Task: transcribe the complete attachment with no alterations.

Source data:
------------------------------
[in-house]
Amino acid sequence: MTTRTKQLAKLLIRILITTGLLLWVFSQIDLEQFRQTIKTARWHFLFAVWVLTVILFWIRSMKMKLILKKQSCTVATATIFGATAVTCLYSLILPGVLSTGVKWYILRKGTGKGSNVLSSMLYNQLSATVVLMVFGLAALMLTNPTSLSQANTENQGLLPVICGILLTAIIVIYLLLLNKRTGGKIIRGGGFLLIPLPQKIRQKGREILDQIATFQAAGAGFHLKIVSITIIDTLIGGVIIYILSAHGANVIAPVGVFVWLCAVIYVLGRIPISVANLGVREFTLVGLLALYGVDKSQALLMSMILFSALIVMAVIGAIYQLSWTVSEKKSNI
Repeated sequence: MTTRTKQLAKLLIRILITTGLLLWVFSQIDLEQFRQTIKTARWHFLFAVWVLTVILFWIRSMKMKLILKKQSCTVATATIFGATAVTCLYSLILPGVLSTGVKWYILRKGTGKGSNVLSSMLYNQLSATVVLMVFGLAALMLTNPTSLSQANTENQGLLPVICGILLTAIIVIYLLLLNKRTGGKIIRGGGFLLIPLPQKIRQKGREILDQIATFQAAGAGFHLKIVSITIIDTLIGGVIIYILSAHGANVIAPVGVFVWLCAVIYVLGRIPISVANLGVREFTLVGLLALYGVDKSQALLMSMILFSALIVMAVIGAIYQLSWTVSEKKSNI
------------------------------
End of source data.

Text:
[in-house]
Amino acid sequence: MTTRTKQLAKLLIRILITTGLLLWVFSQIDLEQFRQTIKTARWHFLFAVWVLTVILFWIRSMKMKLILKKQSCTVATATIFGATAVTCLYSLILPGVLSTGVKWYILRKGTGKGSNVLSSMLYNQLSATVVLMVFGLAALMLTNPTSLSQANTENQGLLPVICGILLTAIIVIYLLLLNKRTGGKIIRGGGFLLIPLPQKIRQKGREILDQIATFQAAGAGFHLKIVSITIIDTLIGGVIIYILSAHGANVIAPVGVFVWLCAVIYVLGRIPISVANLGVREFTLVGLLALYGVDKSQALLMSMILFSALIVMAVIGAIYQLSWTVSEKKSNI
Repeated sequence: MTTRTKQLAKLLIRILITTGLLLWVFSQIDLEQFRQTIKTARWHFLFAVWVLTVILFWIRSMKMKLILKKQSCTVATATIFGATAVTCLYSLILPGVLSTGVKWYILRKGTGKGSNVLSSMLYNQLSATVVLMVFGLAALMLTNPTSLSQANTENQGLLPVICGILLTAIIVIYLLLLNKRTGGKIIRGGGFLLIPLPQKIRQKGREILDQIATFQAAGAGFHLKIVSITIIDTLIGGVIIYILSAHGANVIAPVGVFVWLCAVIYVLGRIPISVANLGVREFTLVGLLALYGVDKSQALLMSMILFSALIVMAVIGAIYQLSWTVSEKKSNI